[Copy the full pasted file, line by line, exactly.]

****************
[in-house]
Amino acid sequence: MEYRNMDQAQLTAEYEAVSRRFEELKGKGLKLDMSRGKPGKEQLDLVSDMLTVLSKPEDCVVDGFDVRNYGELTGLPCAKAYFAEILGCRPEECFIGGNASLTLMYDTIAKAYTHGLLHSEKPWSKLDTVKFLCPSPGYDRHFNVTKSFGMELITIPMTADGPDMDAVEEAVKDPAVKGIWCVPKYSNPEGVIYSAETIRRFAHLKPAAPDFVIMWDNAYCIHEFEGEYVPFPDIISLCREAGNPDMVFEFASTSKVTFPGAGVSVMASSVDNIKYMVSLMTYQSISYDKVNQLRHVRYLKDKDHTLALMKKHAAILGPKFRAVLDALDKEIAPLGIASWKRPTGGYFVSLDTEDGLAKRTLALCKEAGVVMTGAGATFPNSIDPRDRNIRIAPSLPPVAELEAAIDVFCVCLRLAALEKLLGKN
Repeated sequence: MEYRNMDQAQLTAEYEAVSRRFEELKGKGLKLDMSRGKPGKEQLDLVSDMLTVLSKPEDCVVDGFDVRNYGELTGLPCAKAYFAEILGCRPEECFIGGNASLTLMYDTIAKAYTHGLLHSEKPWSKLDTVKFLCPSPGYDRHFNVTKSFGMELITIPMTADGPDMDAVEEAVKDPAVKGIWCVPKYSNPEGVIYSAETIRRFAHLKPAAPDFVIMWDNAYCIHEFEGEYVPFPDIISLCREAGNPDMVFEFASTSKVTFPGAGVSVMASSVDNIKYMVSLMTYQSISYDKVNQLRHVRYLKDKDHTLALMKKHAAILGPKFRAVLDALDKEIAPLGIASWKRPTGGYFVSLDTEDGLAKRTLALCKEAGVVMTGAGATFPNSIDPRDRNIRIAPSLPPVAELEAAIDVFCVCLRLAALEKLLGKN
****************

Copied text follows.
[in-house]
Amino acid sequence: MEYRNMDQAQLTAEYEAVSRRFEELKGKGLKLDMSRGKPGKEQLDLVSDMLTVLSKPEDCVVDGFDVRNYGELTGLPCAKAYFAEILGCRPEECFIGGNASLTLMYDTIAKAYTHGLLHSEKPWSKLDTVKFLCPSPGYDRHFNVTKSFGMELITIPMTADGPDMDAVEEAVKDPAVKGIWCVPKYSNPEGVIYSAETIRRFAHLKPAAPDFVIMWDNAYCIHEFEGEYVPFPDIISLCREAGNPDMVFEFASTSKVTFPGAGVSVMASSVDNIKYMVSLMTYQSISYDKVNQLRHVRYLKDKDHTLALMKKHAAILGPKFRAVLDALDKEIAPLGIASWKRPTGGYFVSLDTEDGLAKRTLALCKEAGVVMTGAGATFPNSIDPRDRNIRIAPSLPPVAELEAAIDVFCVCLRLAALEKLLGKN
Repeated sequence: MEYRNMDQAQLTAEYEAVSRRFEELKGKGLKLDMSRGKPGKEQLDLVSDMLTVLSKPEDCVVDGFDVRNYGELTGLPCAKAYFAEILGCRPEECFIGGNASLTLMYDTIAKAYTHGLLHSEKPWSKLDTVKFLCPSPGYDRHFNVTKSFGMELITIPMTADGPDMDAVEEAVKDPAVKGIWCVPKYSNPEGVIYSAETIRRFAHLKPAAPDFVIMWDNAYCIHEFEGEYVPFPDIISLCREAGNPDMVFEFASTSKVTFPGAGVSVMASSVDNIKYMVSLMTYQSISYDKVNQLRHVRYLKDKDHTLALMKKHAAILGPKFRAVLDALDKEIAPLGIASWKRPTGGYFVSLDTEDGLAKRTLALCKEAGVVMTGAGATFPNSIDPRDRNIRIAPSLPPVAELEAAIDVFCVCLRLAALEKLLGKN